Mapping Location Based Values

Photo by: Andrew Stutesman

Back in the day It was fun coloring blank pictures. When it comes to python, I didn’t think it would be as fun. After all, building bar graphs and line graphs seems so convenient and easy (see my visualizations article here). Building geographic graphs seemed a little more intimidating. Up until now, I did not have a reason to do it. However, this makes the perfect condition to learn how to do it. Stakes are low, so it is a great idea to learn how to do it.

Prepping

I like to say that I am one of those people that love to get a new technology and experiment. After, I like to read the documents.

Before we begin, we need to find some data to plot. I found data form Kaggle that showed the percentage of women in the labor force for about 50 countries. Now, let’s define what we want to do. We want to make a heat map using the values from our data. In order to do this, we will be using geopandas, pandas, and matplotlib. We are going to skip the data cleaning part, and we will head right into the fun part. However, you can see the whole code here, specifically, in the visuals jupyter notebook.

Before we get started, we need to tell our map which polygons to draw for each country. Thankfully, geopandas already has the polygons for the world map, so I opened the file in the following way.

world = gpd.read_file(gpd.datasets.get_path('naturalearth_lowres'))

From here, we need to pair the polygons to our data. We can use the geopandas merge() method to do this.

geospacial_df = world.merge(data_coordinates,left_on='name',right_on='Country')

The first argument is our data frame from our Kaggle data, left_on is the name of the column to use to merge our data frames from our world data frame, right_on is the name of the column to use to merge our data from our original data frame.

Plotting

Plotting our data is easy. We do the following:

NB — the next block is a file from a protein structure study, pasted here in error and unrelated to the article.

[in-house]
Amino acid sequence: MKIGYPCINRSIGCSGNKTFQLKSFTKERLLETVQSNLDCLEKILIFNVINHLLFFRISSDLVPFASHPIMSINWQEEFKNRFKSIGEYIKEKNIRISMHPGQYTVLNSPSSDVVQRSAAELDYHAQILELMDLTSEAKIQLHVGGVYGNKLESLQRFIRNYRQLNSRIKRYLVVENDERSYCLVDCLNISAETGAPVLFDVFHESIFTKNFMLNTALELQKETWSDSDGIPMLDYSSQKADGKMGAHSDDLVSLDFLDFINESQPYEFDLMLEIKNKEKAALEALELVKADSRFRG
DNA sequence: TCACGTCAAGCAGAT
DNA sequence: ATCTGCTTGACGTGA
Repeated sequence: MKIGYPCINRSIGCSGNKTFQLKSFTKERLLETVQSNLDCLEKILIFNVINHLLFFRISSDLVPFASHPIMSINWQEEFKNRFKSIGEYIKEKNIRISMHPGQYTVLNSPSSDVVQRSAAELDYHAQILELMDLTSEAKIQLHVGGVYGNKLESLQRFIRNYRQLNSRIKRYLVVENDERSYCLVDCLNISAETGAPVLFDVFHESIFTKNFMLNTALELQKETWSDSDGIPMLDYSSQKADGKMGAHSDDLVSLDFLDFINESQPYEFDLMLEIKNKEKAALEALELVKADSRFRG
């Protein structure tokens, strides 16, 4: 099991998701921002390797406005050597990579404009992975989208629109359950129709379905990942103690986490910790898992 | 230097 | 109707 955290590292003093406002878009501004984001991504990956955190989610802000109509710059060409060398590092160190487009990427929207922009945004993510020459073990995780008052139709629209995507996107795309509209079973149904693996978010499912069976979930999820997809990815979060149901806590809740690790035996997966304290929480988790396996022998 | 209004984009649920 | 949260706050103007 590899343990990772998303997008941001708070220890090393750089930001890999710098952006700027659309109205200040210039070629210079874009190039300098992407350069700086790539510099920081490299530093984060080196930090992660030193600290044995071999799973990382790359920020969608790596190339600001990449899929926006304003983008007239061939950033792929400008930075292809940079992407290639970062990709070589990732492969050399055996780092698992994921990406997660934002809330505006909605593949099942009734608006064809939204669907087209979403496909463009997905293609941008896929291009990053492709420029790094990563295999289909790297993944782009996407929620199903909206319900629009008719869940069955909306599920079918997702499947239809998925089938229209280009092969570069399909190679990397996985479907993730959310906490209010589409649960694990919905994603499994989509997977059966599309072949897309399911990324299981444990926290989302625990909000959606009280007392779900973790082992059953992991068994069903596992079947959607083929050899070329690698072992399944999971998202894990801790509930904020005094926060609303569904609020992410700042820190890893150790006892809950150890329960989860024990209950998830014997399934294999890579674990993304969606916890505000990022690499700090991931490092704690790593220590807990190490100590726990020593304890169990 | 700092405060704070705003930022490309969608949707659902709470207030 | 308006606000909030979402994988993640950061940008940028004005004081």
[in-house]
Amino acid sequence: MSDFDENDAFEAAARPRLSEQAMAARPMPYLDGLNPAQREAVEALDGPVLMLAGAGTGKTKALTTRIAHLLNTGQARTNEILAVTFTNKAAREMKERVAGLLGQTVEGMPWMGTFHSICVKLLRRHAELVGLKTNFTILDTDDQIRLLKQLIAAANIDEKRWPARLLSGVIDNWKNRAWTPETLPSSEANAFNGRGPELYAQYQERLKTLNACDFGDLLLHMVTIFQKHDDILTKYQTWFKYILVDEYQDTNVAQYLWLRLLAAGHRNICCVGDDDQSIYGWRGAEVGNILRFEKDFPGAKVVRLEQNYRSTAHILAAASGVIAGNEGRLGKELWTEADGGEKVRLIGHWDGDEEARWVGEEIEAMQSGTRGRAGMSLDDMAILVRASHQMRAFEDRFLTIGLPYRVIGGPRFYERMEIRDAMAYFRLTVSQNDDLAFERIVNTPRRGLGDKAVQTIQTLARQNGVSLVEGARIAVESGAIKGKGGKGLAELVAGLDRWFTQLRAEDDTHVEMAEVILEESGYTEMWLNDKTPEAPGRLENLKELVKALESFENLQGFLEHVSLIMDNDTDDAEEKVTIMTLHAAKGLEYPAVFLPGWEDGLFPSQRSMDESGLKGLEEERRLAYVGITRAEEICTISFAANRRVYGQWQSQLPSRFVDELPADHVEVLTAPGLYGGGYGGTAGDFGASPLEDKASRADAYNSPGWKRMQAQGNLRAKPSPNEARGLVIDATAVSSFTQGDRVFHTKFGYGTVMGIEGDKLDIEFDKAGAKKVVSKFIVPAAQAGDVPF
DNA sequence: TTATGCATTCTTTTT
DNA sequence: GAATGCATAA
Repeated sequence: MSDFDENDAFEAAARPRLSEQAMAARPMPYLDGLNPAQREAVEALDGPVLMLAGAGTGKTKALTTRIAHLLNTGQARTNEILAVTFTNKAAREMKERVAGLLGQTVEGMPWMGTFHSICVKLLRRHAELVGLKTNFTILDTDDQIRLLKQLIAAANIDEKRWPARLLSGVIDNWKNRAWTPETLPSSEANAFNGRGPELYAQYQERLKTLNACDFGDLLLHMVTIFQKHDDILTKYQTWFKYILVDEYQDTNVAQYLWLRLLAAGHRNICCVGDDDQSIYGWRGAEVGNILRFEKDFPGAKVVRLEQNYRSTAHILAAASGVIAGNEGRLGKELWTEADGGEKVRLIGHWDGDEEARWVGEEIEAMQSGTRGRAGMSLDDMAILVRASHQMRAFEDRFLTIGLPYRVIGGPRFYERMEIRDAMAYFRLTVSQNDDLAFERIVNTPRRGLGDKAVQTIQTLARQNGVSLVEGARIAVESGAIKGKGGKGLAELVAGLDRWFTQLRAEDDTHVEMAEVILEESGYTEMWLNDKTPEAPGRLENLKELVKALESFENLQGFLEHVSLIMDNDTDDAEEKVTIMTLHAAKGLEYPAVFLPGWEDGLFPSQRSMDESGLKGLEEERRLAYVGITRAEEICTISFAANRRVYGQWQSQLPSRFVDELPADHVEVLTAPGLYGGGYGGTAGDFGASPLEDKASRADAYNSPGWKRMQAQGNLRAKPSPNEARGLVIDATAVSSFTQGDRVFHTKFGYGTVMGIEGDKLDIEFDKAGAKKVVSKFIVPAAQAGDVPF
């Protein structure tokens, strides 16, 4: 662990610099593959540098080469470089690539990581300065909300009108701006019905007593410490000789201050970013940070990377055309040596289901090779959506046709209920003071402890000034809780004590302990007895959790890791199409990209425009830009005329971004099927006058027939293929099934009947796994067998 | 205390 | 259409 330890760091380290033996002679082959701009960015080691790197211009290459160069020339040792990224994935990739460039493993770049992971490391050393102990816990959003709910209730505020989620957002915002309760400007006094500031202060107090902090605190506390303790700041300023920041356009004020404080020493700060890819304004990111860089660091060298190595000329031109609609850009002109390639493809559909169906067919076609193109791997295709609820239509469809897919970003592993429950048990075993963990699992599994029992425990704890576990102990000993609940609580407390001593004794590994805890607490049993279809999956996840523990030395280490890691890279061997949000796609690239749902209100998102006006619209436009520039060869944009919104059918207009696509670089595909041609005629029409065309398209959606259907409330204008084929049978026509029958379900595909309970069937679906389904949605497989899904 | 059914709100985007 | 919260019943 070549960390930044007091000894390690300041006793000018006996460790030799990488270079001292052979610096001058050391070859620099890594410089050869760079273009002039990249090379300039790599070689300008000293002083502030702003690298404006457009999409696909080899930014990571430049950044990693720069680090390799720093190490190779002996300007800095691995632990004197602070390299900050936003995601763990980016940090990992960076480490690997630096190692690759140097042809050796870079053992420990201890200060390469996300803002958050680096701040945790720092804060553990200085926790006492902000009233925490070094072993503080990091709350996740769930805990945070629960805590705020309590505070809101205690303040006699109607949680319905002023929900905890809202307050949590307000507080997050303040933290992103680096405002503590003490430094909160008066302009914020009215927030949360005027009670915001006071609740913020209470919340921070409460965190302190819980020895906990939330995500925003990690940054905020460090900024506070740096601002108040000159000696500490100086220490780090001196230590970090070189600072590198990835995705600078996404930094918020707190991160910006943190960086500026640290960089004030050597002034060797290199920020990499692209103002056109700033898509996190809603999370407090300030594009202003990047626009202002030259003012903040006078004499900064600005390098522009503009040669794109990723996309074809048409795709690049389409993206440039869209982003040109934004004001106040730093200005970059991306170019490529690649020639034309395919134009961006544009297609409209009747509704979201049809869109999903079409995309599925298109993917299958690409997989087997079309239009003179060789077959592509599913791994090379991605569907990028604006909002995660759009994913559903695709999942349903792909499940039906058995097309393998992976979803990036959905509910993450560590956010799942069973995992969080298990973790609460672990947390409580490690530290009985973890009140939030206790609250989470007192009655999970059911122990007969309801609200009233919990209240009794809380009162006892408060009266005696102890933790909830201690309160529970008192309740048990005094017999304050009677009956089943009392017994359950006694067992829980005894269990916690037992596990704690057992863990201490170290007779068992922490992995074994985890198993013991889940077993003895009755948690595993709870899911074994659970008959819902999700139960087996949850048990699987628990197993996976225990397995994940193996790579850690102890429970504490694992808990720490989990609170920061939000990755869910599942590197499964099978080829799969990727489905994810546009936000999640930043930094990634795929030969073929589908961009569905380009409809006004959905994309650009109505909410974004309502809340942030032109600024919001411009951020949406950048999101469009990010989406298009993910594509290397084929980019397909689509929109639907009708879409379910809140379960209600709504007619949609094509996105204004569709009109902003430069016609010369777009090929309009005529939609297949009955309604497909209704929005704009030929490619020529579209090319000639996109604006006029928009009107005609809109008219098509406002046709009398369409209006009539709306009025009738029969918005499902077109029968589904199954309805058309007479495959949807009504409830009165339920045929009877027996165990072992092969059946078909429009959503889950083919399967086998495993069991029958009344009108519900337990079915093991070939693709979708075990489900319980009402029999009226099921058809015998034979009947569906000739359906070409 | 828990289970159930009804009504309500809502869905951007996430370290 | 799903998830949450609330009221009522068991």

geospacial_df.plot(column="Female Labor Force Participation Rate",cmap="Blues")

We use the plot() method. On our first argument, we specify which column to plot. We use the cmap argument to specify which color to use for our plot. We’ll get the following plot.

The plot is okay. We can see that we indeed built the heat map for our values, but it’s hard to understand what we’re looking at. We need to make the map bigger, give more context, and clean it up a bit. We can do this with the following:

fig,ax = plt.subplots(figsize=(20,20))
world.plot(ax=ax, color='grey')
geospacial_df.plot(ax=ax,column="Female Labor Force Participation Rate",cmap="Blues")
plt.tick_params(axis='both',which='both',bottom=False,top=False,left=False,labelbottom=False,labelleft=False)
ax.set_title("Women in Labor Force")
plt.show()

First, we made a subplot. We do this so we can plot the rest of the world map on the same graph. This will help locating the values that we do have available. We change the size to 20,20 as well. Then, we remove the labels on both axes, and we add a tittle. This should help give context to our graph. We end up with the following:

That’s it! Congratulations, we just made our first geographical map.

Bonus

I would suggest using this map with a bar graph. This way we can show the values better. Humans are bad at telling color shades, so a bar graph will help show the values better. We can show the top 10 values, or we can show as many or little as we need.

The Wrap Up

Geographical graphs are really nice to look at. It helps to visualize data that is based on location, but it is nice to have another visual to get the exact values of a location. Keep in mind that we can graph any location this way. We can graph regions on each country, regions within continents, or any combination. Good luck on your graphing journey!

Data Scientist | Gamer | Nature Lover | Gym Enthusiast

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